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RelayRides Takes A Page From Airbnb, Rebrands As Turo

Peer-to-peer car renting company RelayRides wants you to pick its cars for the driving experience.

Sure, you might use Airbnb because it’s the cheapest option in the city where you’re traveling. But Airbnb has taken great efforts to brand itself as an option for finding unique travel options (1,400 castles and counting!) and connecting with locals.

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RelayRides, a car-renting platform for individual car owners, is now taking a page from the same marketing plan. On Tuesday, the company announced that, along with $47 million in series C funding, it is changing the company’s name to Turo. A made-up word, the name is intended to spark associations with works like “tourism,” “turbo,” and “adventure.”

Turo will work to differentiate itself from the standard car rental experience, much as Airbnb has differentiated itself from hotels. “Instead of renting the generic fleet vehicle,” CEO Andre Haddad told Fast Company, “[our customers] are interested in renting some of the unique cars we have in the marketplace. They are also interested in connecting with the owner of the vehicle and establishing a different kind of rapport with the city that they’re visiting.”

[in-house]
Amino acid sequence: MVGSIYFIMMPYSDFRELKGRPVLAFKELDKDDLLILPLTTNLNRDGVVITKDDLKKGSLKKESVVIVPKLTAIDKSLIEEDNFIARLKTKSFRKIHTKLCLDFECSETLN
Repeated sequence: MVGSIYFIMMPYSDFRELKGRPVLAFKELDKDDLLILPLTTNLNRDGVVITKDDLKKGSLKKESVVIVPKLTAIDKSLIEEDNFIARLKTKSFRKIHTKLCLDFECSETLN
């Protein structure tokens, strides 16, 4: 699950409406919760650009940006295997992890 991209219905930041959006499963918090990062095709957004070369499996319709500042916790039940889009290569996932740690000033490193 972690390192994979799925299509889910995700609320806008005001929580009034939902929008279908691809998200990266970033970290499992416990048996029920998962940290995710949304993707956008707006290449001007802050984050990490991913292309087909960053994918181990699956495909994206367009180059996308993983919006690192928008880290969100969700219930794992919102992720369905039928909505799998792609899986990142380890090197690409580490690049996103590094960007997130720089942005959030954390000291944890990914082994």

Andrew Mok, the company’s VP of marketing and analytics, continued the vision: “When you’re sharing your car on Turo,” he says, “you’re sharing yourself, you’re sharing the story of your car, you’re allowing someone else to create a new story with your car.”

When RelayRides launched five years ago, it had no focus on tourism. The company started targeting travelers when it piloted the option to search by airport in 2013, and launched a delivery option in 2014 (the owner of the car drives it to a pick-up point).

Now, the startup has at least one car available in over 2,500 cities and about 300 airports. “Turo” is probably a better name than “RelayRides” to find out whether the desire for unique travel experiences extends to car rentals (plus it’s shorter, easier to say, and translates better internationally). But if the lure of adventure doesn’t hook you, the price tag might: The company estimates that its rentals are on average 35% cheaper than a rental car company’s vehicles.

About the author

Sarah Kessler is a senior writer at Fast Company, where she writes about the on-demand/gig/sharing "economies" and the future of work.

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